Lateness Policy Creates Long Lines and Delays Instruction For Late Students

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Lateness Policy Creates Long Lines and Delays Instruction For Late Students

Numerous students are seen lined up outside of the main entrance awaiting a tardy pass.

Numerous students are seen lined up outside of the main entrance awaiting a tardy pass.

Numerous students are seen lined up outside of the main entrance awaiting a tardy pass.

Numerous students are seen lined up outside of the main entrance awaiting a tardy pass.

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At 7:25am across Howard County, students are expected to be in school on time. However, this isn’t always the case for Wilde Lake seniors Selam Abebe, Bryan Shin, and Trea Jenkins. The trio often misses the 7:10-7:25am timeframe, after which time students stand in line and await an official tardy pass. 

Although differing circumstances land these students in the line, they all end up missing up to half of the instructional time in their first period classes. “The tardy line is so long that even when I come to school one minute late I’ll end up being twenty to thirty minutes late to class,” says Shin, who often finds himself missing the school bus.  

Jenkins has expressed his disapproval as well. He often has to travel from his father’s house in Washington D.C. to school, which contributed to his 50 tardies last year. Jenkins commented that the tardy line has caused him to, “…miss essential instructions with the assignments done during the first period.”

In response to student lateness, new Wilde Lake Principal Ms. Leonard has re-enforced a strict lateness policy, which she had previously used during her tenure as principal at both Atholton and Hammond High Schools. It increases the consequences each time a student is marked late without an excuse note. If a student is late one to two times they are  given a warning. However, if the student is late three to seven times, they will receive lunch detention, a phone call home, an after school detention, and then an office referral.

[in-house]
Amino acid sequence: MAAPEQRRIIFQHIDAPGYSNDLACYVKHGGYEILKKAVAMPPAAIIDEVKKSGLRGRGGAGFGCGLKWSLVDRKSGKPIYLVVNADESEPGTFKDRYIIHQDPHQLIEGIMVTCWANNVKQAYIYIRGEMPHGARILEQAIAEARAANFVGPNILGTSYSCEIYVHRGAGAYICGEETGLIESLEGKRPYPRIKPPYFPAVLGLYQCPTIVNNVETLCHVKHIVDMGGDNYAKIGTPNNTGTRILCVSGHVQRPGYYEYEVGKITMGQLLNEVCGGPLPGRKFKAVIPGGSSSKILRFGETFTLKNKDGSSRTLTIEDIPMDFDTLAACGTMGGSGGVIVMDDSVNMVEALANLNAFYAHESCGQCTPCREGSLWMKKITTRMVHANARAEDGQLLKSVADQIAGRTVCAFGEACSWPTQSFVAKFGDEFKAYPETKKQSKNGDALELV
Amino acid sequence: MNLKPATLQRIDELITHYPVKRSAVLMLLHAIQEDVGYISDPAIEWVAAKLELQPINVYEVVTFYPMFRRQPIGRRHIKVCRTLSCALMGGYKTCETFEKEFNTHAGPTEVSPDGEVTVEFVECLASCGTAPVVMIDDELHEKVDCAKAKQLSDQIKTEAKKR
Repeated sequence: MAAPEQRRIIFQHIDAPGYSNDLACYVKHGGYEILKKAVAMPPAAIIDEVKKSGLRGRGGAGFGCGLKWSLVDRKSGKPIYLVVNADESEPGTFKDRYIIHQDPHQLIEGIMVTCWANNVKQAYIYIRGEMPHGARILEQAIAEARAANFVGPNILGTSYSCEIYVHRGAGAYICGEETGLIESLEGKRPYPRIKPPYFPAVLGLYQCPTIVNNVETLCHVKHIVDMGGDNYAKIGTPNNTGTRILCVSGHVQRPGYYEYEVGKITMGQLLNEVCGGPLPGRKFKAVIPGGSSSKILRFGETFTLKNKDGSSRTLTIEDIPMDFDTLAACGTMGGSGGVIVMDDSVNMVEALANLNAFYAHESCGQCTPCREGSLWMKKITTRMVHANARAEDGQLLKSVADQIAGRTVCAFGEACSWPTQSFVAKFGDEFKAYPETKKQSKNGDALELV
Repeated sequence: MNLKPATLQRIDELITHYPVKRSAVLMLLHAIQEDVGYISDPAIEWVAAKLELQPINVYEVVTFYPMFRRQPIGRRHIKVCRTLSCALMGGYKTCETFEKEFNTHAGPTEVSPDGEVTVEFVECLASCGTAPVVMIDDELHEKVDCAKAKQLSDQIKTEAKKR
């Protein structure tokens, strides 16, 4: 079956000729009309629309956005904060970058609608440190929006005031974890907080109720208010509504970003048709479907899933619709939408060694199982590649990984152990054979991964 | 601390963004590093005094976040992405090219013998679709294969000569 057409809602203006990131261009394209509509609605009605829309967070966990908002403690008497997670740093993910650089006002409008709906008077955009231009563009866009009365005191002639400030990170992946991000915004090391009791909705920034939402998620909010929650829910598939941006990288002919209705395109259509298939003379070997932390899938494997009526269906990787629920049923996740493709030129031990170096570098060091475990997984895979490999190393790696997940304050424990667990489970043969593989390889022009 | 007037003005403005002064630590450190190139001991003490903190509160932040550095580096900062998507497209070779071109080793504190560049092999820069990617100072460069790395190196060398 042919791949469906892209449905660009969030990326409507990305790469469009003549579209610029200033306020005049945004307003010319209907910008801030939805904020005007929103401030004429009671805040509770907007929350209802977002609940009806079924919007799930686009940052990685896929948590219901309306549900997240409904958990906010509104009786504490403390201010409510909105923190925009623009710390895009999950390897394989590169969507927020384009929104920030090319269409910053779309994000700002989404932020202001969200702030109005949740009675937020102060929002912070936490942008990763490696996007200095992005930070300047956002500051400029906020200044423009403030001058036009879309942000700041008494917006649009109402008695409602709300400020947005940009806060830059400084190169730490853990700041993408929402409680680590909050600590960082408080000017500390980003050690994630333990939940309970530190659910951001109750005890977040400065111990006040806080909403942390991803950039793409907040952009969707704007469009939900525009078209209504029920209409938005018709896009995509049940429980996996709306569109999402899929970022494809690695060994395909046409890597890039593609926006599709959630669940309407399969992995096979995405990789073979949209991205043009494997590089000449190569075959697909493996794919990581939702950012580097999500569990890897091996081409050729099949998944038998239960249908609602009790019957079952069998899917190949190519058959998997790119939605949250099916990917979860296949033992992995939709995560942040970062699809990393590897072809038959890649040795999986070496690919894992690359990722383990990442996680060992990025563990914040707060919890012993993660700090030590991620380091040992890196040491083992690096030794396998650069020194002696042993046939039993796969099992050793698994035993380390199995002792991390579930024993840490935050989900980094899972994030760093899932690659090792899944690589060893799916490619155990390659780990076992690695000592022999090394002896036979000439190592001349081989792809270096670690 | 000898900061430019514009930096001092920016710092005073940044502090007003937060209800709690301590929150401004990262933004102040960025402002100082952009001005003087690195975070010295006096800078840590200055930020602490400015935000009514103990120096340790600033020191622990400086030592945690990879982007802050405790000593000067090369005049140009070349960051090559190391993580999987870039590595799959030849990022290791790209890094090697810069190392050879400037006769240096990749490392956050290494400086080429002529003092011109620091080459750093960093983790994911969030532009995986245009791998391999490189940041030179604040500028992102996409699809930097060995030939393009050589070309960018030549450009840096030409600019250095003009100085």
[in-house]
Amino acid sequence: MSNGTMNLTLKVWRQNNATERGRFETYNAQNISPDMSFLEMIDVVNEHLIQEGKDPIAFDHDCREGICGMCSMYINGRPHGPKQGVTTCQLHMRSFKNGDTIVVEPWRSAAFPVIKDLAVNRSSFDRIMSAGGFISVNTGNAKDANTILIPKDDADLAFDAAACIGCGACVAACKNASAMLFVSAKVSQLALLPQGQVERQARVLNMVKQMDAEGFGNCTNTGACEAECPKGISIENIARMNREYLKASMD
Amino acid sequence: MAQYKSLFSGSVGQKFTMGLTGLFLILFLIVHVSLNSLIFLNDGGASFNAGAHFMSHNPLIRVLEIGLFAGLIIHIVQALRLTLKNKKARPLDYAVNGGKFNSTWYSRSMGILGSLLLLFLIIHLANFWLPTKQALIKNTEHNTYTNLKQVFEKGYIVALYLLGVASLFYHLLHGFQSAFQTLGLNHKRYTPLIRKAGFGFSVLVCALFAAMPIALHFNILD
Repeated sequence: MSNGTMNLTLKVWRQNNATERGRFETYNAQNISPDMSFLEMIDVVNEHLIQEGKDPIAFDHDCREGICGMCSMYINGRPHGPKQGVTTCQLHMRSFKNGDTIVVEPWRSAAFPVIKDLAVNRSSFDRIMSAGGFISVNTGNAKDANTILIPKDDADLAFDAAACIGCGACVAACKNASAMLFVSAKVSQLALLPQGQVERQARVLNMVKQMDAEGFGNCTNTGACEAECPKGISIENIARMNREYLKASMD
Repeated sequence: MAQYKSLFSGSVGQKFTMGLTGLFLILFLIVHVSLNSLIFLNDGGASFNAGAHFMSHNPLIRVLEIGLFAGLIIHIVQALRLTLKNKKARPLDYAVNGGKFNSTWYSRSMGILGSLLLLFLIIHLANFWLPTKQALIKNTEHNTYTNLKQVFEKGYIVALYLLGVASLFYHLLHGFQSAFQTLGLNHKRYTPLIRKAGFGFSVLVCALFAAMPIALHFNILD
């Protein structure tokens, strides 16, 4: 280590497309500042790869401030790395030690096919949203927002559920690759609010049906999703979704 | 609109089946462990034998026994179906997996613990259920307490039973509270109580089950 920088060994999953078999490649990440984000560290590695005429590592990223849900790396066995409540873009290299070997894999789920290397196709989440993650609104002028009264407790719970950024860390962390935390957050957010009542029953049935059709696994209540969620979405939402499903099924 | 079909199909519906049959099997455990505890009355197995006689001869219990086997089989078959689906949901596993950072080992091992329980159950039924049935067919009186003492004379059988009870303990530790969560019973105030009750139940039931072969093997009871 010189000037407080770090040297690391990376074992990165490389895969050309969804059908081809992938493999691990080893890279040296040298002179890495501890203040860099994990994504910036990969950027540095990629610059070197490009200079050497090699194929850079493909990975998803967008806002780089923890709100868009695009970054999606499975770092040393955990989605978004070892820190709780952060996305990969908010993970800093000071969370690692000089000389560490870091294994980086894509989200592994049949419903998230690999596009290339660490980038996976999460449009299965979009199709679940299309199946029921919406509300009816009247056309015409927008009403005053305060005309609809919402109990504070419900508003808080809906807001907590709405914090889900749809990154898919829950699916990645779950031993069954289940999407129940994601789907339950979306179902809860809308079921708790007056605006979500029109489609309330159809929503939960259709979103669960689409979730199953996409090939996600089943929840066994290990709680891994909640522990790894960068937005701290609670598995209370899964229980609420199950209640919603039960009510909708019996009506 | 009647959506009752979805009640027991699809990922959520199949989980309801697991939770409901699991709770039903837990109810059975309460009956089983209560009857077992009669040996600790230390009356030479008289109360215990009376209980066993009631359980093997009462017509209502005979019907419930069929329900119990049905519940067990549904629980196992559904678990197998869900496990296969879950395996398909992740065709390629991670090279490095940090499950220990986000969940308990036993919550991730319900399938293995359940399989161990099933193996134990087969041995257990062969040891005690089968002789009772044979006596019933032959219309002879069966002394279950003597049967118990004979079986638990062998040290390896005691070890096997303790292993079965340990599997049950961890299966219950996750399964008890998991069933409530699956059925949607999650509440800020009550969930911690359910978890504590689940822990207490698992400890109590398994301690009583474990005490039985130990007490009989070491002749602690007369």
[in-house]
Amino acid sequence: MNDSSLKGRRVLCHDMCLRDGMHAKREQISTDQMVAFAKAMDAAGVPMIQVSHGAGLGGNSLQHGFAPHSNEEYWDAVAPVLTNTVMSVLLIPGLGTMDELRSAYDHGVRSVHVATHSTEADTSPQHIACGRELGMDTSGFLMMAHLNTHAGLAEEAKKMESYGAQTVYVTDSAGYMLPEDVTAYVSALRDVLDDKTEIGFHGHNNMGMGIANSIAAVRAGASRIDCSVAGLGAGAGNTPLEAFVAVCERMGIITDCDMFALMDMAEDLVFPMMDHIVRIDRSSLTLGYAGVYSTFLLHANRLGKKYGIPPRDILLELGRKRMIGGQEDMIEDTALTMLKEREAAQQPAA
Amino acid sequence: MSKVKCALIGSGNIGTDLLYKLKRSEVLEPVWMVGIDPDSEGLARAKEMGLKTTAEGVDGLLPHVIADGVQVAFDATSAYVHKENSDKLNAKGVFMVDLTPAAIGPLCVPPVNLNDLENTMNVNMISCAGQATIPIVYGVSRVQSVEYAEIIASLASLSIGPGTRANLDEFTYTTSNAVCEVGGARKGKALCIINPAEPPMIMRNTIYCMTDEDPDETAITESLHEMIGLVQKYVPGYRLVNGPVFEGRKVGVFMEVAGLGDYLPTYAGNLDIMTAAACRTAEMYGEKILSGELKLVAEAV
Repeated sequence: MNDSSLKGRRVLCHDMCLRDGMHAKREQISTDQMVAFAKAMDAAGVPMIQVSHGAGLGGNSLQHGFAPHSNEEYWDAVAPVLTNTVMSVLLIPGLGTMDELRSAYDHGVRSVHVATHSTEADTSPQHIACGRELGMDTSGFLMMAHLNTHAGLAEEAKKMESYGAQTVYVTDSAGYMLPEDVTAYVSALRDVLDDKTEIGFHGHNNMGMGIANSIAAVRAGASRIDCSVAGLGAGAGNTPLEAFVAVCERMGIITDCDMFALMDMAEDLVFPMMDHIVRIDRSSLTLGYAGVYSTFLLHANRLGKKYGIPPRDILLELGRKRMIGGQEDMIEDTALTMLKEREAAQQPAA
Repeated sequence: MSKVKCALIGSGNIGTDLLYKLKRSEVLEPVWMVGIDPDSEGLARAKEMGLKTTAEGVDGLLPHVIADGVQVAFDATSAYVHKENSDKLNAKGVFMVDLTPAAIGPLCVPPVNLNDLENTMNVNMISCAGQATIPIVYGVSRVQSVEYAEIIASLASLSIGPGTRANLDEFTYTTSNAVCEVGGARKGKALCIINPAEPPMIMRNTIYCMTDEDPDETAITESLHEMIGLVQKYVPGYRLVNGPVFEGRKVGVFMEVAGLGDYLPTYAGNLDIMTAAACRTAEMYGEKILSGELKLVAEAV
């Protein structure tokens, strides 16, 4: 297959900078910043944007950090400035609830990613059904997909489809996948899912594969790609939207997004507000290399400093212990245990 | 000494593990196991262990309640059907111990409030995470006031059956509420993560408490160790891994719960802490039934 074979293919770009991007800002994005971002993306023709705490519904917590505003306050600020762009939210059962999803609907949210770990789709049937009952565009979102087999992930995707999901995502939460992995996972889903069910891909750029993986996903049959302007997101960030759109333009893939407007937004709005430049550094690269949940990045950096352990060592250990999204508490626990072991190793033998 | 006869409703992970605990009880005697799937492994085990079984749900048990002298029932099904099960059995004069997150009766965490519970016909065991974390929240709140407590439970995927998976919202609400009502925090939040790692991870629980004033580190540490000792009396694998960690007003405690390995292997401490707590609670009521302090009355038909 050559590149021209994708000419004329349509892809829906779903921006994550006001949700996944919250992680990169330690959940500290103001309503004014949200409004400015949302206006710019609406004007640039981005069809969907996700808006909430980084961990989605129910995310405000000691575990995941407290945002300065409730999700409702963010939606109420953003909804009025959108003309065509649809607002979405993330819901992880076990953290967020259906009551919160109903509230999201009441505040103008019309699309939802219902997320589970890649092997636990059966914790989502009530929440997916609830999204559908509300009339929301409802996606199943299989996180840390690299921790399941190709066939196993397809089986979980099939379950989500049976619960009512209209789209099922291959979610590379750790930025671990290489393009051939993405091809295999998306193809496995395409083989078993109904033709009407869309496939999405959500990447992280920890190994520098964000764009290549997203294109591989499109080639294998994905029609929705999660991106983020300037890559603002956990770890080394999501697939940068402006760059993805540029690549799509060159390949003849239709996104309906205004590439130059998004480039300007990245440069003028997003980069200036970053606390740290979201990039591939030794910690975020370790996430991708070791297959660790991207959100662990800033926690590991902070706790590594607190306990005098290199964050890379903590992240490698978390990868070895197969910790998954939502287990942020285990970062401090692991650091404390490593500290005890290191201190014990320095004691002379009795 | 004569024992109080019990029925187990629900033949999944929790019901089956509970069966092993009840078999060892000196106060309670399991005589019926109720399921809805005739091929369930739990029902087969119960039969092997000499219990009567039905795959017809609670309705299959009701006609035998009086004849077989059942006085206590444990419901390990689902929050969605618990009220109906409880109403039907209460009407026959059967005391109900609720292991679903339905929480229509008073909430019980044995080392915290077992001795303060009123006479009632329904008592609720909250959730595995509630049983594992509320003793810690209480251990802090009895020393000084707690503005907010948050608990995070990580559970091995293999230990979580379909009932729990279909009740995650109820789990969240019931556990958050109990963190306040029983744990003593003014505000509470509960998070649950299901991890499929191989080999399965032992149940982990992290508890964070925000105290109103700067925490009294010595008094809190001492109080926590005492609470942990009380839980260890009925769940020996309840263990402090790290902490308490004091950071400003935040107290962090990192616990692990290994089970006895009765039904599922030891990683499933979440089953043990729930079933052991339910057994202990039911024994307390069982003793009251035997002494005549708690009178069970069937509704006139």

“There is research that shows school attendance is directly linked to student performance,” says Ms. Leonard, “So when students miss school, they don’t do as well, and when they don’t do as well, there’s an increased probability of them failing classes, having a lower GPA, and even dropping out. It’s a slippery slope that I want to prevent.”

Although the main goal of the policy is to encourage students to get to school on time, Ms. Leonard has also found that it helps her identify patterns with students who may be suffering from more than initially meets the eye. “Once we find those students who are continuously struggling to get to school on time we’re able to get down to the root causes and we can work with these students to provide resources which will ultimately help them get to school on time,” she says. 

At some schools, tardy students go directly to class where teachers issue tardy discipline. So despite Ms. Leonard’s good intentions, senior Selam Abebe views the policy as unfair. “I think the policy is too harsh, and should look towards giving more warnings first before immediate lunch detentions and office referrals,” she says. 

Though agreeing with student’s opinions that more lines should be created in order to reduce the time wasted, Ms. Leonard stresses that as long as a student is able to provide an excuse note, there will be no consequences. She reassures students and staff members that the administrative team is doing the best they can to improve the late line, and reduce the number of tardies of students who are repeatedly late.

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